James C. Dinwiddie was born in Marengo, Iowa, on the 8th of January, 1855, and with the exception of a few years'
absence has there resided to the present time, being widely recognized as one of its leading, influential and respected
citizens. His parents were John and Catharine A. Dinwiddie, the former of Scotch-Irish parentage and the latter
of French-Welsh extraction. John Dinwiddie was born and reared near Millersburg, Kentucky, his parents having first
settled in Virginia and later removed to Kentucky. He left the Blue Grass state when a young man, going to Indiana
and ultimately locating in Brownstown, where he taught school as principal in the seminary at that place for some
time. During his residence in Brownstown he met and married Miss Catharine A. Crenshaw, a young lady of culture
and refinement and a member of a prominent family of that locality, the wedding ceremony being performed on the
8th of March, 1849. She was born in Jackson county, Indiana, and acquired her education in the schools at Brownstown.
In 1853 Mr. and Mrs. John Dinwiddie removed to Illinois, remaining for a short time at Jacksonville, while in 1854
they came to Marengo, Iowa. Having learned the tinner's trade when a young man, John Dinwiddie, in company with
William D. Crenshaw, embarked in the tin and hardware business under the firm name of Crenshaw & Company at
Marengo following his arrival in this state. The country was then new and no railroads had yet been built so far
west. Iowa City was the state capital and much of the wholesale business, as well as the marketing of grain and
live stock, was done at Muscatine. Live stock was driven to market on the hoof, grain and merchandise were transferred
by team and stage coaches afforded the common means of travel. The Dinwiddie family consisted of parents and four
children, three sons and a daughter, namely: Charles E., John M., James C. and Mattie. Both parents and two of
the children, Charles E. and Mattie, are deceased. The surviving members of the family are: John M., a banks of
Cedar Rapids, Iowa; and James C., of Marengo.
The father having passed away while the children were all young, leaving a family of little ones to be reared and
cared for by the mother in a new country, all were practically compelled to become self sustaining in so far as
was possible. Educational facilities were decidedly limited, and James C. Dinwiddie therefore acquired his knowledge
largely by experience, observation and reading, becoming a well informed man as time went on. He did odd jobs as
a boy, scorning no employment that offered an honest dollar and working both in the country and in town. Subsequently
he clerked in stores of Marengo and Des Moines, attended school and read law. In 1886 he was admitted to the bar
and qualifled to practice law in the state and federal courts. He entered upon professional duties soon afterward
and was succeeding in a highly satisfactory manner when his hearing became impaired to such an extent that he was
obliged to abandon his practice and take up newspaper work in Marengo. At the end of a year thus spent he made
his way to Nebraska, having purchased an interest in the Norfolk Journal in association with the late H. R Crenshaw.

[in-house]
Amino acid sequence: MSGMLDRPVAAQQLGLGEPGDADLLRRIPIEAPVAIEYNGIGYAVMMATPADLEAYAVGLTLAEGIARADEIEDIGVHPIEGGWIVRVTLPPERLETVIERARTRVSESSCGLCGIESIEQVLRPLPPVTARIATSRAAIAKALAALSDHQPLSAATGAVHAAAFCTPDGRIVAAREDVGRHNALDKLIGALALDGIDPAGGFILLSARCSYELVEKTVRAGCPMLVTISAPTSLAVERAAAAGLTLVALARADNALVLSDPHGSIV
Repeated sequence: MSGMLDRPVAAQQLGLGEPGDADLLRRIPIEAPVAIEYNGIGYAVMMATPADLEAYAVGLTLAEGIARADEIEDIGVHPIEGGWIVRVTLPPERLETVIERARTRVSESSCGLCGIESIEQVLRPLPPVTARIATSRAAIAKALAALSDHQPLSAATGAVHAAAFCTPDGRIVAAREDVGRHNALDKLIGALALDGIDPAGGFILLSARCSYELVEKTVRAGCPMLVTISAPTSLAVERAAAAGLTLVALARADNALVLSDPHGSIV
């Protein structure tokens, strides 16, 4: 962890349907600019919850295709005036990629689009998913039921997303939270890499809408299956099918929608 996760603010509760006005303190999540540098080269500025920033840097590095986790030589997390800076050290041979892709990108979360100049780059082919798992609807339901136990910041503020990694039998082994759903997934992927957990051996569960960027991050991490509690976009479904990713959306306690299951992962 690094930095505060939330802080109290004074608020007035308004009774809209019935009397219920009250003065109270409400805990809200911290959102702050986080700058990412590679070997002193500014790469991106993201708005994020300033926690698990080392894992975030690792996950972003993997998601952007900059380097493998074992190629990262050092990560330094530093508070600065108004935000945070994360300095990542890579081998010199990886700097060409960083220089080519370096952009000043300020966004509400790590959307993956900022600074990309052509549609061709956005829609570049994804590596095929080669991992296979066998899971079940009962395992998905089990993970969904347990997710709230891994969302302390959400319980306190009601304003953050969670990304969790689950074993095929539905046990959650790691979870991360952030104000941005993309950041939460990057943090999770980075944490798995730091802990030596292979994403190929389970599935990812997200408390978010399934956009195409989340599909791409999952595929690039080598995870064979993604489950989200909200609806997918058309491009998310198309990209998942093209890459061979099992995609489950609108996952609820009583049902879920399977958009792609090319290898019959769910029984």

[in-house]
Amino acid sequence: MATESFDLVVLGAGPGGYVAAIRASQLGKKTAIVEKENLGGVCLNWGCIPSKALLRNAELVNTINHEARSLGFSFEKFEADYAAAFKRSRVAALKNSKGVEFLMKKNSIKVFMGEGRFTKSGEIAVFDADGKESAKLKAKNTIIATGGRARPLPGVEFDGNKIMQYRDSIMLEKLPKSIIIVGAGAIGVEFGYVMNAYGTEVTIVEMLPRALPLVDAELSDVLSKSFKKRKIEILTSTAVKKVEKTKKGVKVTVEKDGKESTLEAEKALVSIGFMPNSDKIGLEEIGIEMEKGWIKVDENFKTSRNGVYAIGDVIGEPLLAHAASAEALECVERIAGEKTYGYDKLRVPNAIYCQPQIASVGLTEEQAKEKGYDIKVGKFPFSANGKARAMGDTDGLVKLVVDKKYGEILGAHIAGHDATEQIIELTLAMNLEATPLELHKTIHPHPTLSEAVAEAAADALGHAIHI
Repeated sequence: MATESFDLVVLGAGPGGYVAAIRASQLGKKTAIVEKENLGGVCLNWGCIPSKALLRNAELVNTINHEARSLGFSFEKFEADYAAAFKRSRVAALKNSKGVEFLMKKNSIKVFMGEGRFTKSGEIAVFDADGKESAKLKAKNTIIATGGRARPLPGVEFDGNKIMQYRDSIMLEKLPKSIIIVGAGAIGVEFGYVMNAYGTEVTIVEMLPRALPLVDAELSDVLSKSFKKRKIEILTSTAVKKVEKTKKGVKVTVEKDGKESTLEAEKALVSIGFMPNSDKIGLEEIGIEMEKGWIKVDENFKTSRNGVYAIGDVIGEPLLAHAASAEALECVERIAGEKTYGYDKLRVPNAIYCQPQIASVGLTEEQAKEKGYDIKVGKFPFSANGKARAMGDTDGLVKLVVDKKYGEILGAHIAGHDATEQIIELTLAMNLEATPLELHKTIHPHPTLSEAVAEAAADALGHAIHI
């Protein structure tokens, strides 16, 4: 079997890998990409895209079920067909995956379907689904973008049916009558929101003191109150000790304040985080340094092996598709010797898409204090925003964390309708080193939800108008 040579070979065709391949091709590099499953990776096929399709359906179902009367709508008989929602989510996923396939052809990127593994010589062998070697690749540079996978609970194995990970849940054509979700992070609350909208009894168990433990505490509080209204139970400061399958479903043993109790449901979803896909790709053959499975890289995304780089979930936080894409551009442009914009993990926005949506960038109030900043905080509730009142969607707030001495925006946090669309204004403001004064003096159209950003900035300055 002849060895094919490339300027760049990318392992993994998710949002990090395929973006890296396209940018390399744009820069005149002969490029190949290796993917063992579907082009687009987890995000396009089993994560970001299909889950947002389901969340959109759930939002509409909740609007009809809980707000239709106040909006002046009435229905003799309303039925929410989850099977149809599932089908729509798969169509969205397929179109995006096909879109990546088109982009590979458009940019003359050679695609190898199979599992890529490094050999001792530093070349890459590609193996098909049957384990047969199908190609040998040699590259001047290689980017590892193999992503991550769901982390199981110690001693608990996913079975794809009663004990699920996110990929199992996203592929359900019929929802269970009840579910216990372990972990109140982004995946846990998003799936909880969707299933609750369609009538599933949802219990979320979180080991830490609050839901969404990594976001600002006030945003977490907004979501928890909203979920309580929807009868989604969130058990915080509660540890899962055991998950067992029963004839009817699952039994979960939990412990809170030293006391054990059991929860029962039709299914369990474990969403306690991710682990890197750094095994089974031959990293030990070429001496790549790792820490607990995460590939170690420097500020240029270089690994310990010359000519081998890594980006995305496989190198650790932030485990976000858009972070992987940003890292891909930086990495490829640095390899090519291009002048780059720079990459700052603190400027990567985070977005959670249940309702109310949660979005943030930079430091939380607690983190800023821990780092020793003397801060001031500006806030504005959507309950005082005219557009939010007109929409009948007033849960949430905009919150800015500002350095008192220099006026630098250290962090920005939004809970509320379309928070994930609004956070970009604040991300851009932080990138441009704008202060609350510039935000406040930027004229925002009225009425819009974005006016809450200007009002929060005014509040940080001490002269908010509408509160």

Later he sold his interest in the Nebraska paper, and after an absence of about three years returned to Marengo
to remain with his mother during the balance of her life. For some time afterward he was engaged in the real estate
business in partnership with the Hon. M. W. Stover, and in November, 1895, was elected to the office of county
treasure; discharging the duties of this important position in a highly creditable manner for two full terms. Subsequently
he again embarked in the land business in association with F. B. Colson. He also served as chairman of the republican
central committee of Iowa county for a number of years, was a member of the city council and has held other positions
of honor and trust. In 1904 he purchased The Marengo Republican from M. A. Raney, this being the oldest newspaper
of the county. Three years later, however, he sold the paper and the printing business to D. C. Mott and assumed
the duties of postmaster at Marengo, which position he filled in a most commendable manner for eight years.
On the 26th of March, 1910, his mother, who was then in her eighty second year and to whom the name "mother"
applied in its most tender and broadest significance, passed to the great beyond, having lived a long and useful
life and having had the satisfaction of seeing her three sons and only daughter grow to useful womanhood and prosperous
manhood, Miss Mattie, a graduate of Marengo high school, and Charles E., editor and manager of the Marengo Republican,
having preceded their mother in death. So well and so favorably known was this grand old pioneer mother that leading
daily newspapers of the state printed her picture in connection with the notice of her demise, and district court,
then in session, was adjourned by Hon. R. P. Howel, judge, that the bar and others in attendance at court might
attend the funeral services.
On the 10th of February, 1913, Mr. Dinwiddie was united in marriage to Mrs. Mary Welsh, of Marengo. He and his
estimable wife have an attractive home in the suburbs of Marengo and dispense a gracious hospitality which is enjoyed
and appreciated by their many friends.
History of Iowa County, Iowa
And its People
By: James C. Dinwiddie
The S. J. Clarke Publishing Co.
Iowa County, IA
For all your genealogy needs visit Linkpendium